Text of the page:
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School of Mathematics

# MATH43012 - 2009/2010

General Information
• Title: Computation and Complexity
• Unit code: MATH43012
• Credits: 15
• Prerequisites: A general mathematics background. Basic familiarity with propositional logic and/or graph theory may be a slight advantage, since these are used for some of the examples, but this is not essential as all required concepts will be covered. The course does not contain any practical computing.
• Co-requisite units: None
• School responsible: Mathematics
• Members of staff responsible: Dr. M. Kambites
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## Specification

### Aims

The course aims

• to introduce the main model of computation currently being employed in the theory of computation, Turing machines;
• to introduce the key parameters quantifying computational complexity (deterministic, non-deterministic, time, space) and the relationships between them.

### Brief Description of the unit

Quite a lot of the mathematics you have studied so far involves using algorithms to solve computational problems. For example, you have probably used Euclid's algorithm to solve the problem of finding the greatest common divisor of two integers. In this course, we abstract a level further, and study the properties of problems and algorithms themselves. The kind of questions we ask are "is there an algorithm to solve EVERY problem?" and "what problems can be solved by an EFFICIENT algorithm?".

Compared with most of mathematics, this area is in its infancy, and many important things remain unknown. The course will take you to the point where you understand the statement of one of the most important open questions in mathematics and computer science: the "P vs NP" problem, for which the Clay Mathematics Foundation is offering a \$1,000,000 prize. And who knows, perhaps one day you will be the one to solve it!

### Learning Outcomes

On successful completion of the course unit students should

• be familiar with Turing machines and their capabilities and limitations, and be able to construct and analyse examples to solve simple problems;
• have a basic overview of classical complexity theory, including the main parameters quantifying computational complexity classes.
• be able to classify and compare the decidability and complexity of decision problems in simple cases.
• understand the statement of, and have an appreciation of some of the issues and concepts surrounding, the "P vs NP" problem.

None.

### Syllabus

0. INTRODUCTION (1 lecture): outline introduction to computability and complexity; course practicalities.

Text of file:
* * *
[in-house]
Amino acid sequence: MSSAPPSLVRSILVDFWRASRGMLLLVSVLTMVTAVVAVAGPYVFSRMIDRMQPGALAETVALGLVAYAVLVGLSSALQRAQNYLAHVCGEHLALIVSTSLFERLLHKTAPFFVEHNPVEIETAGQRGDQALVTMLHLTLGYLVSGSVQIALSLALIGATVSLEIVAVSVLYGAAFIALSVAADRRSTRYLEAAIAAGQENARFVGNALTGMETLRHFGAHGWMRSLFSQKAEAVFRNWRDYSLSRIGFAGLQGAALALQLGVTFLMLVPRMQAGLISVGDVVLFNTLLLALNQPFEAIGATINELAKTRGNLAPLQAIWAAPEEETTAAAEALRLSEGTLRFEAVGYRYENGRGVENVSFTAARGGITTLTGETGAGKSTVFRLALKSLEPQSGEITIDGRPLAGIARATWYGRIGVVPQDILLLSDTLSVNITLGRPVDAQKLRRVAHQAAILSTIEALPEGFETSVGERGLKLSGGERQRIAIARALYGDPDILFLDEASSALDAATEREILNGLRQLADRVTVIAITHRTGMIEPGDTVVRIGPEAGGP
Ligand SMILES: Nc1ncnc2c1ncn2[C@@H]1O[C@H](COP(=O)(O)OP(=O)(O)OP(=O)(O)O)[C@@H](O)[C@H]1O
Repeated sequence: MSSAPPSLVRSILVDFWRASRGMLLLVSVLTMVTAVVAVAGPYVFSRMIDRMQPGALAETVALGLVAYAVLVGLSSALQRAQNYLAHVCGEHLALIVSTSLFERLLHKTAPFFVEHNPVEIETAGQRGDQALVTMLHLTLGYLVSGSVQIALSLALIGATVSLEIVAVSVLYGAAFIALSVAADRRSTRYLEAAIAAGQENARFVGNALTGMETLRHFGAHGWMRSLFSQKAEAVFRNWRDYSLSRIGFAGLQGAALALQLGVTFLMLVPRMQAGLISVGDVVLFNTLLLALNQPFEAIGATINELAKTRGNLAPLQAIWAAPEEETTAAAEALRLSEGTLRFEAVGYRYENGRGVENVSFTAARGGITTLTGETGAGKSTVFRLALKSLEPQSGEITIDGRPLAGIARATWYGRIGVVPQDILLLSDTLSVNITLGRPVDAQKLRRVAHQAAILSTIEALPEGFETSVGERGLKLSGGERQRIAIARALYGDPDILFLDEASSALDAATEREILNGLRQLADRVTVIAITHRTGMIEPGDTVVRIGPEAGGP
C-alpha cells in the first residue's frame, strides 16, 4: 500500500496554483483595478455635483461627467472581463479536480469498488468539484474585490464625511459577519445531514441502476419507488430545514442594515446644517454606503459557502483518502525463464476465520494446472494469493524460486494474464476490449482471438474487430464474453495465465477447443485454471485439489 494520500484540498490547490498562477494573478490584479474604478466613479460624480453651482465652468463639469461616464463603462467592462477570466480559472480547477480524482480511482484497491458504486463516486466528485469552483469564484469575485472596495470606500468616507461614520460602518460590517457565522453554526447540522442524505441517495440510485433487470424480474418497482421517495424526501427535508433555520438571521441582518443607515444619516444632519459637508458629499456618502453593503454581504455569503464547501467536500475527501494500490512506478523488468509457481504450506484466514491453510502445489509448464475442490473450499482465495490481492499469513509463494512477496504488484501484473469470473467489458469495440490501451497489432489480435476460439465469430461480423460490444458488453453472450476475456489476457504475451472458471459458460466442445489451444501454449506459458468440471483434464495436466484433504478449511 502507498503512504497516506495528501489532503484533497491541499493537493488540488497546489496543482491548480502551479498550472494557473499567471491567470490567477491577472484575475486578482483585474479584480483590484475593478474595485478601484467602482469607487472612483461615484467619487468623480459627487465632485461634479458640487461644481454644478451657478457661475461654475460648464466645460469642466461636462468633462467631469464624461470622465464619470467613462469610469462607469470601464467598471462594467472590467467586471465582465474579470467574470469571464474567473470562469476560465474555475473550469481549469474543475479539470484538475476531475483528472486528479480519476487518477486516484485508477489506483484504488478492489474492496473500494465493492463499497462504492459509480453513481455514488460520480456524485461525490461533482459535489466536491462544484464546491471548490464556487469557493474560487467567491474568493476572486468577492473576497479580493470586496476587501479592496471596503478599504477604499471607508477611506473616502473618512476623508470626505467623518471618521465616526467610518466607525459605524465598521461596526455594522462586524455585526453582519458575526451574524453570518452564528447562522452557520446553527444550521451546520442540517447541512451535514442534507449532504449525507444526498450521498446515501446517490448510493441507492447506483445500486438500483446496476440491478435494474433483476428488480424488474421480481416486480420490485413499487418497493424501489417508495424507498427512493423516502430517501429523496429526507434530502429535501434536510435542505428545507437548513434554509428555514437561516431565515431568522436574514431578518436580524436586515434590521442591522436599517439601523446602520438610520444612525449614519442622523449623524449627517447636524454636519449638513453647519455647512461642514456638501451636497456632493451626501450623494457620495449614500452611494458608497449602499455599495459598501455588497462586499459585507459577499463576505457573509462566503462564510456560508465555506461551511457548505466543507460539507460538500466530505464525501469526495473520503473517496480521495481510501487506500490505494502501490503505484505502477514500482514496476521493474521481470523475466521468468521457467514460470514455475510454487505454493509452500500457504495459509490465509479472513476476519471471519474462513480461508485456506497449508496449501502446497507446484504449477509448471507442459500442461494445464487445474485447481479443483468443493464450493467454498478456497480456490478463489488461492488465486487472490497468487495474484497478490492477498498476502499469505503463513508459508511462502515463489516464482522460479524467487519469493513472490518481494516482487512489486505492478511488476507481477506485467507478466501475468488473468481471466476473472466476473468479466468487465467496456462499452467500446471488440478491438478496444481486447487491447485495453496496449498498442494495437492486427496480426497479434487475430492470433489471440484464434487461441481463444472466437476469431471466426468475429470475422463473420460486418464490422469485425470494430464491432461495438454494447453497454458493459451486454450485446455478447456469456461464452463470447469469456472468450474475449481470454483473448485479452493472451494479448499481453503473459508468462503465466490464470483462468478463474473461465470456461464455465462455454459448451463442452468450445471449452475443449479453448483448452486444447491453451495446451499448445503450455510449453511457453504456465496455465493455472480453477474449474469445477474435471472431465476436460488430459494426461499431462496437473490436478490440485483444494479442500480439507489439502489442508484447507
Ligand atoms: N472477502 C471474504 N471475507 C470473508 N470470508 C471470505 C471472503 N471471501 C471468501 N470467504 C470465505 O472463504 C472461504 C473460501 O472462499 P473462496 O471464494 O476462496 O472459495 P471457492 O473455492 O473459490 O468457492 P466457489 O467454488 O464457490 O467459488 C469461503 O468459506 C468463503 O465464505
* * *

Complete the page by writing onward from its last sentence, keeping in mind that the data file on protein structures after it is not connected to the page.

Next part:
1. COMPUTABILITY (11 lectures): problems and solutions; alphabets and languages; Turing machines; recursiveness and the Church-Turing Thesis; multitape machines; coding machines and non-recursive languages; universal computation; non-determinism.

2. COMPUTATIONAL COMPLEXITY (8 lectures): time and space; linear speed up and space reduction; complexity classes; lower bounds and crossing arguments; space and time hierarchy theorems; tractability and P vs NP; polynomial time reduction.

3. COMPLETENESS (9 lectures): NP-completeness; SAT and the Cook-Levin Theorem; NP-completeness by reduction; further examples of NP-complete languages; NP-intermediacy and Ladner's Theorem; PSpace-completeness; oracles and the Baker-Gill-Solovay Theorem.

4. SPACE COMPLEXITY (3 lectures): Savitch's Theorem; the Immerman-Szelepcsenyi Theorem.

### Textbooks

Printed notes will be supplied and you should not need to refer to any books. But if you would like an alternative viewpoint, the following texts cover most of the course material:

• Bovet and Crescenzi, Introduction to the Theory of Complexity, 1994,
• Sipser, Introduction to the Theory of Computation (second edition), 2006.

### Teaching and learning methods

32 lectures plus weekly office hours. In addition students should expect to do at least seven hours private study each week for this course unit.

### Assessment

Mid-semester coursework: two take home tests weighting 20%
End of course examination: two and a half hours weighting 80%.

## Arrangements

### Timing of the course

The classes will take place in the eight weeks prior to the Easter vacation. The examination will take place soon after the Easter vacation and before the normal examination period

On-line course materials for this course unit.